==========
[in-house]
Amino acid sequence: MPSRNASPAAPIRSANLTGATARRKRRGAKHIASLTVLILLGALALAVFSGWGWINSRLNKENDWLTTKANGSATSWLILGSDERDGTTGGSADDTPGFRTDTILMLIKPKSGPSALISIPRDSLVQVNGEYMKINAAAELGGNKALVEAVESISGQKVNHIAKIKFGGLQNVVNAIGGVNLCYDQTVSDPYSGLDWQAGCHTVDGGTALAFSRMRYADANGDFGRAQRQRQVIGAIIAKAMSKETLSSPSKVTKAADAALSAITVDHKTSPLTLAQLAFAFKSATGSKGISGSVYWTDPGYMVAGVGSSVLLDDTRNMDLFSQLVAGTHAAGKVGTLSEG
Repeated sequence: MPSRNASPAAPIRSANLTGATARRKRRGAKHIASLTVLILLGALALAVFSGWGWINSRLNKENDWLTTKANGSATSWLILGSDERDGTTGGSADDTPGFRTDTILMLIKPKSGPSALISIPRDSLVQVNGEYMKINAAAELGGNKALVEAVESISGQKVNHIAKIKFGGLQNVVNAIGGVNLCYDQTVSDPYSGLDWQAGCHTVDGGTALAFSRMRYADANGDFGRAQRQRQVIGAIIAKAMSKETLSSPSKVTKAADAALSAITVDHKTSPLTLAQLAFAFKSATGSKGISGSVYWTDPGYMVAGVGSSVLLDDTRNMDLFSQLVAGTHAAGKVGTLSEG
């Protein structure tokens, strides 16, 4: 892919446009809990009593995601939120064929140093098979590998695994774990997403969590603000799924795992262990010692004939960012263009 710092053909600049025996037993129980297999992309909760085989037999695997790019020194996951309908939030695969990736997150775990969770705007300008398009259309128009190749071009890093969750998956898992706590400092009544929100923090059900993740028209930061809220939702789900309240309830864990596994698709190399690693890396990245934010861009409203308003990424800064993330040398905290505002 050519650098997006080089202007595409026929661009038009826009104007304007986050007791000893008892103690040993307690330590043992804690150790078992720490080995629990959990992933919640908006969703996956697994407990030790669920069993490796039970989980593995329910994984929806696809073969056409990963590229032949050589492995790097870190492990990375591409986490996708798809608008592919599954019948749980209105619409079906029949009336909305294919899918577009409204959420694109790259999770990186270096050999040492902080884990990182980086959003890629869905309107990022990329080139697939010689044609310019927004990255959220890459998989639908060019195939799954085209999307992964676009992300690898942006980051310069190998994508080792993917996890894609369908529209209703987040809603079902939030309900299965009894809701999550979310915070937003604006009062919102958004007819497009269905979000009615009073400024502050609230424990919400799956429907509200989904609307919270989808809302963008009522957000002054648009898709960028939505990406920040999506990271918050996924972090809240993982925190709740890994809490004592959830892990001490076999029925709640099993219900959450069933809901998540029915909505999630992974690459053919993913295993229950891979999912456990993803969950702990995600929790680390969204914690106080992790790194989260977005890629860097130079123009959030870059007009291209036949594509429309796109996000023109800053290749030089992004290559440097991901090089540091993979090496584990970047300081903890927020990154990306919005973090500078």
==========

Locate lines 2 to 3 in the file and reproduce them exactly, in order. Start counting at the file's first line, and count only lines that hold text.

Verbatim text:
Amino acid sequence: MPSRNASPAAPIRSANLTGATARRKRRGAKHIASLTVLILLGALALAVFSGWGWINSRLNKENDWLTTKANGSATSWLILGSDERDGTTGGSADDTPGFRTDTILMLIKPKSGPSALISIPRDSLVQVNGEYMKINAAAELGGNKALVEAVESISGQKVNHIAKIKFGGLQNVVNAIGGVNLCYDQTVSDPYSGLDWQAGCHTVDGGTALAFSRMRYADANGDFGRAQRQRQVIGAIIAKAMSKETLSSPSKVTKAADAALSAITVDHKTSPLTLAQLAFAFKSATGSKGISGSVYWTDPGYMVAGVGSSVLLDDTRNMDLFSQLVAGTHAAGKVGTLSEG
Repeated sequence: MPSRNASPAAPIRSANLTGATARRKRRGAKHIASLTVLILLGALALAVFSGWGWINSRLNKENDWLTTKANGSATSWLILGSDERDGTTGGSADDTPGFRTDTILMLIKPKSGPSALISIPRDSLVQVNGEYMKINAAAELGGNKALVEAVESISGQKVNHIAKIKFGGLQNVVNAIGGVNLCYDQTVSDPYSGLDWQAGCHTVDGGTALAFSRMRYADANGDFGRAQRQRQVIGAIIAKAMSKETLSSPSKVTKAADAALSAITVDHKTSPLTLAQLAFAFKSATGSKGISGSVYWTDPGYMVAGVGSSVLLDDTRNMDLFSQLVAGTHAAGKVGTLSEG